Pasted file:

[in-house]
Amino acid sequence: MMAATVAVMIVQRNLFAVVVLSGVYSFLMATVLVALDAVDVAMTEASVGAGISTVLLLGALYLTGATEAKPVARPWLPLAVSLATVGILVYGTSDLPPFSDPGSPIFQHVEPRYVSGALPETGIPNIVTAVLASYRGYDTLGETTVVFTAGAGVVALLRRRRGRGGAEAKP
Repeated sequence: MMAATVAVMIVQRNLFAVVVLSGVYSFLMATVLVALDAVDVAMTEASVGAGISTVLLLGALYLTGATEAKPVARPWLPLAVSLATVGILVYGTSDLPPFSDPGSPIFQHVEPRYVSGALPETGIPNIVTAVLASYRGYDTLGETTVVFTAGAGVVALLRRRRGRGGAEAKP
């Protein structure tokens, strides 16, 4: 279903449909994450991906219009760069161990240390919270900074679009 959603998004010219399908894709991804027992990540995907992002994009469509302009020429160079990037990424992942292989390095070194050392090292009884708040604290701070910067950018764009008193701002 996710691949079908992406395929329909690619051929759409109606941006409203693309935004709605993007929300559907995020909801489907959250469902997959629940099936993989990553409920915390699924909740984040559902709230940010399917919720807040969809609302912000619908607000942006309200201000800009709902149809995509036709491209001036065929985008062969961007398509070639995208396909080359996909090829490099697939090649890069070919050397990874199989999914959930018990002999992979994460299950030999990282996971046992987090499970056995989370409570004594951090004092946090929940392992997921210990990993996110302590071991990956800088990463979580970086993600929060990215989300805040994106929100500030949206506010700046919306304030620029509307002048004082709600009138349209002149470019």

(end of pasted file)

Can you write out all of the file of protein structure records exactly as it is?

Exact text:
[in-house]
Amino acid sequence: MMAATVAVMIVQRNLFAVVVLSGVYSFLMATVLVALDAVDVAMTEASVGAGISTVLLLGALYLTGATEAKPVARPWLPLAVSLATVGILVYGTSDLPPFSDPGSPIFQHVEPRYVSGALPETGIPNIVTAVLASYRGYDTLGETTVVFTAGAGVVALLRRRRGRGGAEAKP
Repeated sequence: MMAATVAVMIVQRNLFAVVVLSGVYSFLMATVLVALDAVDVAMTEASVGAGISTVLLLGALYLTGATEAKPVARPWLPLAVSLATVGILVYGTSDLPPFSDPGSPIFQHVEPRYVSGALPETGIPNIVTAVLASYRGYDTLGETTVVFTAGAGVVALLRRRRGRGGAEAKP
């Protein structure tokens, strides 16, 4: 279903449909994450991906219009760069161990240390919270900074679009 959603998004010219399908894709991804027992990540995907992002994009469509302009020429160079990037990424992942292989390095070194050392090292009884708040604290701070910067950018764009008193701002 996710691949079908992406395929329909690619051929759409109606941006409203693309935004709605993007929300559907995020909801489907959250469902997959629940099936993989990553409920915390699924909740984040559902709230940010399917919720807040969809609302912000619908607000942006309200201000800009709902149809995509036709491209001036065929985008062969961007398509070639995208396909080359996909090829490099697939090649890069070919050397990874199989999914959930018990002999992979994460299950030999990282996971046992987090499970056995989370409570004594951090004092946090929940392992997921210990990993996110302590071991990956800088990463979580970086993600929060990215989300805040994106929100500030949206506010700046919306304030620029509307002048004082709600009138349209002149470019």